"I’ve Been Determined to Open up the Adventure Narrative into Something Deeper" Ailsa Ross Shines a Light on History's Bravest Women in Her New Book
In her newest book, The Girl Who Rode a Shark: And Other Stories of Daring Women (Pajama Press), author Ailsa Ross shows kids and grown-ups alike that the great heroes of history are not always the men they've read about in school.
Featuring beautiful artwork by illustrator Amy Blackwell, The Girl Who Rode a Shark tells the stories of 52 women who beat unimaginable odds, made a lasting impact on our planet, and fought against injustice. From ancient warriors to modern-day activists, Ross delivers illuminating and page-turning portraits of resilience and bravery that will inspire readers of all ages.
We're thrilled to have Ailsa here today to talk about her new book, a rather unique pre-writing ritual, and why she's already feeling the itch for a sequel.
Tell us about your new book and how it came to be. What made you passionate about the subject matter you're exploring?
The Girl Who Rode a Shark: And Other Stories of Daring Women tells the stories of 52 real-life women adventurers.
Technically, this is a middle-grade book — though I’ve heard of lots of grown-ups keeping the book for themselves! I guess the lives of aquanauts and astronauts, treetop explorers and eagle hunters are fascinating at any age.
The adventures in the book take place from 2,000 years ago to today, and the illustrations are all by the amazing Amy Blackwell.
Initially, this book project came out of the @womenadventurers Facebook and Instagram pages I started a few years ago. I began telling women’s adventure stories because, well, there’s still a day in many schools where Columbus is portrayed as a kind of swashbuckling hero — and I’ve been determined to open up the adventure narrative into something deeper and more diverse. Hence this book.
You won’t read about Columbus — but you will get to know the story of Nzinga. She was a 17th-century queen who fought the Portuguese colonisers who were taking people away as slaves from present-day Angola. She was tough. She was brave. And she was said to have led her armies into battle herself.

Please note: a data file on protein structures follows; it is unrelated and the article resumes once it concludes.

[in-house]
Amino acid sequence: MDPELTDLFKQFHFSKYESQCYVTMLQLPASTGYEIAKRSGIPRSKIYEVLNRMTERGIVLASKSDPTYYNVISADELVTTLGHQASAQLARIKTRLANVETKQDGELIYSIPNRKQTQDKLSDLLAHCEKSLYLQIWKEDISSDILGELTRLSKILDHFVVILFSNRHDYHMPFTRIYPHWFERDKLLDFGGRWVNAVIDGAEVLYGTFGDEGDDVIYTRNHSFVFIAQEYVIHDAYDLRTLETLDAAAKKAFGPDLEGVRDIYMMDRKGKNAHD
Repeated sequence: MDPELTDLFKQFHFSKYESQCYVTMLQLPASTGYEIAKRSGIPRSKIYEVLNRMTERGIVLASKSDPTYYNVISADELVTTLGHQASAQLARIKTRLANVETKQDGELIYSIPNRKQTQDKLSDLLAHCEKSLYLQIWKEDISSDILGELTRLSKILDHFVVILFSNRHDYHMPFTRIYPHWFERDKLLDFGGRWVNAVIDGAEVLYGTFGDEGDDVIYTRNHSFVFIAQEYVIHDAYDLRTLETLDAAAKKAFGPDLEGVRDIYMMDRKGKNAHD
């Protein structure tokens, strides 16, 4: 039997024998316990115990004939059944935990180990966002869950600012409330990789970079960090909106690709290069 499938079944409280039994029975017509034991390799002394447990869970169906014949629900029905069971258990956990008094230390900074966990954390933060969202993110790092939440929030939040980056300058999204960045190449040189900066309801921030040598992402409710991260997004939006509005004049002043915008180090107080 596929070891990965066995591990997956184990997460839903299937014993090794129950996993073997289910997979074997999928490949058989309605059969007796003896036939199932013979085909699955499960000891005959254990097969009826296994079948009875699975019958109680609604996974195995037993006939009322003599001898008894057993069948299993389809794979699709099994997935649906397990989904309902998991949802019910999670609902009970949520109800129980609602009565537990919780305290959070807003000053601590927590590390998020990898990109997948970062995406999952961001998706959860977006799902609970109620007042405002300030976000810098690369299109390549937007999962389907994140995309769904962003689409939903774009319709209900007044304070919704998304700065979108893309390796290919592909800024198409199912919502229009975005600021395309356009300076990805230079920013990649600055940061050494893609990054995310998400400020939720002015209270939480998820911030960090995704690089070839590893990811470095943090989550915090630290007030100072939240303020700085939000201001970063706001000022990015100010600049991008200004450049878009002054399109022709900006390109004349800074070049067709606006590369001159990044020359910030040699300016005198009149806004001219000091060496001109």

Is there a question that is central to your book? And if so, is it the same question you were thinking about when you started writing or did it change during the writing process?
There wasn’t a central question, but I did have a central aim — to make a person feel more curious and brave in themselves as they read and enter the world of these stories.
What was your research process like for this book? Did you encounter anything unexpected while you were researching?
I read so many diaries and memoirs and biographies. I dug into archives, and I interviewed some of the contemporary women featured over the phone.
In terms of unexpected encounters, it was a happy surprise to find that there are so many more women adventurers whose stories could have been included. Maybe there needs to be a sequel?
What do you need in order to write – in terms of space, food, rituals, writing instruments?
I have so many rituals — but I suspect the ones that matter are: coffee, going outside before I look at a screen in the morning, and switching off my wifi for long stretches of time.
Before I begin writing, I also dab Hinoki (Japanese cypress) oil on my wrists. In The Nature Fix, Florence Williams cites a study that found that the phytoncides in cypress oil reduce stress by 53%. I like the sound of that stat. Really, though, I just like to smell like a tree.
What do you do if you're feeling discouraged during the writing process? Do you have a method of coping with the difficult points in your projects?
I talk about the problem with my partner or a friend, and they help me climb out of my head.
What defines a great work of non-fiction, in your opinion? Tell us about one or two books you consider to be truly great books.
All I want from non-fiction (or any genre) is to find that the world glimmers a little differently after reading. A few recent favourites have been:
*Upstream by Mary Oliver
*Birds, Art, Life by Kyo Maclear
*The Lonely City by Olivia Laing
I also loved Patricia Lockwood’s memoir Priestdaddy. You get to be that elastic with language? That free?
What are you working on now?
With the Writers’ Trust of Canada, I’m currently the writer-in-residence at Pierre Berton’s childhood home in the Yukon. I spend a lot of time walking Dawson City’s old Gold Rush streets — I’m in love with the ravens, the birches, all the lace curtains. I guess flâneuring doesn’t really count as work, though.
When I’m not outside I’m working on A Field Guide for Feeling Free: a more-than-memoir about eight iconic women writers who’ve been drawn to fierce landscapes — and learning to stay amazed by one place.
Ailsa Ross is an author, editor, and fact-checker. Born in Scotland, she studied law with a focus on women’s and human rights. Her work on the topic of inspirational women began on social media before expanding into the world of books. She lives in Alberta’s Jasper National Park with her family.